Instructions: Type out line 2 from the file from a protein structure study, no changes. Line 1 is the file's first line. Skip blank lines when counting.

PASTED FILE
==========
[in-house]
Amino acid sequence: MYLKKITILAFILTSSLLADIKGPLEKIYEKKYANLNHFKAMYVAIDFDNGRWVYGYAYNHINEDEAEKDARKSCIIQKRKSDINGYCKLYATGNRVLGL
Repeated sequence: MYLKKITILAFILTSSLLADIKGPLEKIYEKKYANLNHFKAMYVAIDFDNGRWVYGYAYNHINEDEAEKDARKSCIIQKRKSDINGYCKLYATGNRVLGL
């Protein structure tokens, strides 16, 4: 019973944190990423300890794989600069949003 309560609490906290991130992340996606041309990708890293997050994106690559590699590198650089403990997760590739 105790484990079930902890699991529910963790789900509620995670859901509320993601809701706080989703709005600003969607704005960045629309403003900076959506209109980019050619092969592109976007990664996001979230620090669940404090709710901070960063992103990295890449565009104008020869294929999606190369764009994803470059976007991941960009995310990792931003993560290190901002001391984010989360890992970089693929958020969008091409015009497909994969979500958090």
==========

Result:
Amino acid sequence: MYLKKITILAFILTSSLLADIKGPLEKIYEKKYANLNHFKAMYVAIDFDNGRWVYGYAYNHINEDEAEKDARKSCIIQKRKSDINGYCKLYATGNRVLGL